On public statuary

A newspaper for a gentleman should be full broadsheet, which is to say, in the English-speaking realms, a page 24 inches deep by 18 inches wide — divided, ideally, into six 15-pica columns, in 8-point type with another point of leading to yield about ten thousand words per page (without headlines or illustrations), while allowing generous margins. This opens out to a yard wide, by two feet deep, which is the minimum a gentleman needs to cover his face and upper body, while snoozing in an armchair at his club.

John Richmond, “sketch-paddler” of fond memory, was the last to publish such a paper in Canada, to my less than certain knowledge. He did this from his residence in Claremont, Ontario. The journal was one sheet (four pages), and somewhat eccentric in character. It was launched slightly before my Idler magazine, and expired soon after launching. I was aware of at least three issues, but find only the inaugural number in my files.

It was entitled, The Bicameral Review, and announced itself as the “Official Organ of the Bicameral Society for the Stimulation of Brainwaves while You’re In, Above, or Near the Water.” An heraldic device with the title might be blazoned thus: “Twinned brainlobes, sable, affronté within a roundel, superscribed with the initials ‘B’ and ‘S’.”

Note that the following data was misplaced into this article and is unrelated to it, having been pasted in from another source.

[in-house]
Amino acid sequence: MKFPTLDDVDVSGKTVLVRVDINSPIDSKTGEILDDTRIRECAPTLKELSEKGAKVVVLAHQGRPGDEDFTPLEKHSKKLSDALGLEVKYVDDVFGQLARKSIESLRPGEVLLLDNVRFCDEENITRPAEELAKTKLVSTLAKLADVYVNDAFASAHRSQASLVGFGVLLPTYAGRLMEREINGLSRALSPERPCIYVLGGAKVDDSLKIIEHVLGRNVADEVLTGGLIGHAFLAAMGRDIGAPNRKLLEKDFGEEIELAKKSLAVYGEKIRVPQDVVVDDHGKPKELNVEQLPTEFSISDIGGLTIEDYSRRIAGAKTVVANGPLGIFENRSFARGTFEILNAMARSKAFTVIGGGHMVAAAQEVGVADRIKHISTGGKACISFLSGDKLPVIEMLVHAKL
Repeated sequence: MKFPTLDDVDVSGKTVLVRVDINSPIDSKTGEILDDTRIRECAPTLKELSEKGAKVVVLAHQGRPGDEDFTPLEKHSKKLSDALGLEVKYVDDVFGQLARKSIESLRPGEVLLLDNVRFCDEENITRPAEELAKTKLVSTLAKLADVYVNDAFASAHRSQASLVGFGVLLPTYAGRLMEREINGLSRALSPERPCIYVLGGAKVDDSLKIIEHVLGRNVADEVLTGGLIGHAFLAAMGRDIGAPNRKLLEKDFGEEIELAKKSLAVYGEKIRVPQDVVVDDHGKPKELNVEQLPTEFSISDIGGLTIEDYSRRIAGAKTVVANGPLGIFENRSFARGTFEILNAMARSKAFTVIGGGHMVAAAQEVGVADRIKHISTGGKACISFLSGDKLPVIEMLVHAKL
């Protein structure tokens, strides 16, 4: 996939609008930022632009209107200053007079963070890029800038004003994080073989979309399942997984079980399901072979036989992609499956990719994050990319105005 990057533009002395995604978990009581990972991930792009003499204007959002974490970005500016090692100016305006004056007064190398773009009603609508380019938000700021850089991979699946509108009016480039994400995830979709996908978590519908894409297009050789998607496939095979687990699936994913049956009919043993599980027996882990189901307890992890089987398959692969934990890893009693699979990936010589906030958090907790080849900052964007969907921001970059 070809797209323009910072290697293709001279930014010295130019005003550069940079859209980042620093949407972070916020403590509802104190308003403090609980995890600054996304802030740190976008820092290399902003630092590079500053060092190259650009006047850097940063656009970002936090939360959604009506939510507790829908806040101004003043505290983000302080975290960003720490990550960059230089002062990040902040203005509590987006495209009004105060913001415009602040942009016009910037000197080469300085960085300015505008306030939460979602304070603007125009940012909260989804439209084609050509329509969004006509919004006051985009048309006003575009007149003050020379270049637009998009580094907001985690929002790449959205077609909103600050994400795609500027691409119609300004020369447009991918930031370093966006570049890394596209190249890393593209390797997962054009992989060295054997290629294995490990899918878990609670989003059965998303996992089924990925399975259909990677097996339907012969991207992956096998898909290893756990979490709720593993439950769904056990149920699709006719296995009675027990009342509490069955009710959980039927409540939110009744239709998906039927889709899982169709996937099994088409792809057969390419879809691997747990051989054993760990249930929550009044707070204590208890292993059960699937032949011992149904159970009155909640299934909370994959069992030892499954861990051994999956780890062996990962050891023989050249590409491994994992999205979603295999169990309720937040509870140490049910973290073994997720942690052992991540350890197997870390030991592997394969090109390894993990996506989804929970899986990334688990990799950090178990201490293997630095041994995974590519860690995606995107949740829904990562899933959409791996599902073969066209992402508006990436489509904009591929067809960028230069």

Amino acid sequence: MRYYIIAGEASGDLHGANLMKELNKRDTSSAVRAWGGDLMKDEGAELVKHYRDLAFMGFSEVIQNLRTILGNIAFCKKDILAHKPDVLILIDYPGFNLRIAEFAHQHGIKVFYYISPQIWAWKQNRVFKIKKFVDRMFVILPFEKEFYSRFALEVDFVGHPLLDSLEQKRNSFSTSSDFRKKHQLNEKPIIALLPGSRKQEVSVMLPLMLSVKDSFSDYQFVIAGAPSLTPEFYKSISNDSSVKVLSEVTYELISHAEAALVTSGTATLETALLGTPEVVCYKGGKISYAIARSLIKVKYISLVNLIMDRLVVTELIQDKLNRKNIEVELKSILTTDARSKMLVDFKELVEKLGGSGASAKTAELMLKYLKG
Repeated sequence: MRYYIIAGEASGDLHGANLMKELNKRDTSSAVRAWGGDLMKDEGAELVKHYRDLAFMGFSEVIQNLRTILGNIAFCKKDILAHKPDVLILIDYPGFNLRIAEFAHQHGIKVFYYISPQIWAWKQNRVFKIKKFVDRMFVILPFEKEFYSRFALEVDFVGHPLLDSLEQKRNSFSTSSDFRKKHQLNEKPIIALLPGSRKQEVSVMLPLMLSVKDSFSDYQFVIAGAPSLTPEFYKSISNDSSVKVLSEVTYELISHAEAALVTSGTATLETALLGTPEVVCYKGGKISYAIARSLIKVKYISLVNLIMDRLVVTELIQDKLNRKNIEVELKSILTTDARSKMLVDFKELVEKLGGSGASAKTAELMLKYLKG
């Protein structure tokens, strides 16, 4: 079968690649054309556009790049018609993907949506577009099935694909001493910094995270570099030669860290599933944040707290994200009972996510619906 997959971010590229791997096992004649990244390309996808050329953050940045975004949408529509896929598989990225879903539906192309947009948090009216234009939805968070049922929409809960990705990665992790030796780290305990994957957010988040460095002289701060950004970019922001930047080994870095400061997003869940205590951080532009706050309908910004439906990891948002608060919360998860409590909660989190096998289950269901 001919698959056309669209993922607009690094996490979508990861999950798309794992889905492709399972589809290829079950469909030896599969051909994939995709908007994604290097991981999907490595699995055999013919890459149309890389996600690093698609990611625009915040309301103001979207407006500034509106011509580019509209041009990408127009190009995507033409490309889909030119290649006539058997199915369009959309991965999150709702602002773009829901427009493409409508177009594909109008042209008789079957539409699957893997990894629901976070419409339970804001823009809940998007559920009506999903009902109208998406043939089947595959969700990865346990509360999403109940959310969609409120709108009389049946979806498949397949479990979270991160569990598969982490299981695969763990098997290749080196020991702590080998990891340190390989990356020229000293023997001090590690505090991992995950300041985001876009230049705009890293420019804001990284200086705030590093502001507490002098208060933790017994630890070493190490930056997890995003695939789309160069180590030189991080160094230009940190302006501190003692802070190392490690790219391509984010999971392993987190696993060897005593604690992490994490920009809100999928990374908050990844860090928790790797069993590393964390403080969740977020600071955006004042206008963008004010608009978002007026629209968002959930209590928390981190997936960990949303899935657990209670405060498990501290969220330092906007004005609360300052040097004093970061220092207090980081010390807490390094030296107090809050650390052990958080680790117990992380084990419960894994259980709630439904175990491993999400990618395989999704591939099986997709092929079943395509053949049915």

Contents of the first number included a sixty-fifth anniversary commemoration of the Royal Visit of 1919; a half-page Crosshatch Puzzle with forty-five twinned clues; miscellaneous lesser contests and quizzes, in which the prize was invariably a copy of the same remaindered book; a “Plowboy” interview with Mr Significant; surgical advice to help skiers become more serious, high-minded, well-proportioned, keen; tips for rock-fishing; and street interviews with various persons on the breaking-news question, “What does the Provincial Bicentennial mean to You?”

Richmond’s elegant penmanship in captions and caricatures added dimensionally to the enchantment, and while one item was confessedly prurient (a miniature diagram of “the structure of a spermatozoon”), most were in good, or at least acceptable, taste (“Writer Brooke Salmon dressed for a border-crossing,” &c).

A “man of true genius and creative wallop,” as Richmond said of another, more than three decades ago. He was old enough when I last spied him, in white hair and beard; he disappeared from my vicinity without mentioning whether he had died. Only yesterday I discovered that he abandoned this planet in January, three years ago, having taken extended holidays from it in Mexico beforehand. I imagine him still sketching in the refreshing uplands of Purgatory, bounding about in his peculiar way, trailed by numerous small children.

“Dear John,” as one might begin a note to him, to leave at the counter of the Zanzibar, or wherever.

It struck me, after yesterday’s effusion, that in addition to artists who lived and died poor, but whose works now command millions of dollars, there are those who lived and died poor, and are utterly forgotten. In addition to the Unknown Soldier, whom I would never wish to overlook, we might want to subscribe for public monuments to the Unknown Poet, the Unknown Flautist, the Unknown Greengrocer, and so forth. Surely this city is in need of more statues, and it is a pity Richmond can’t be found to design them.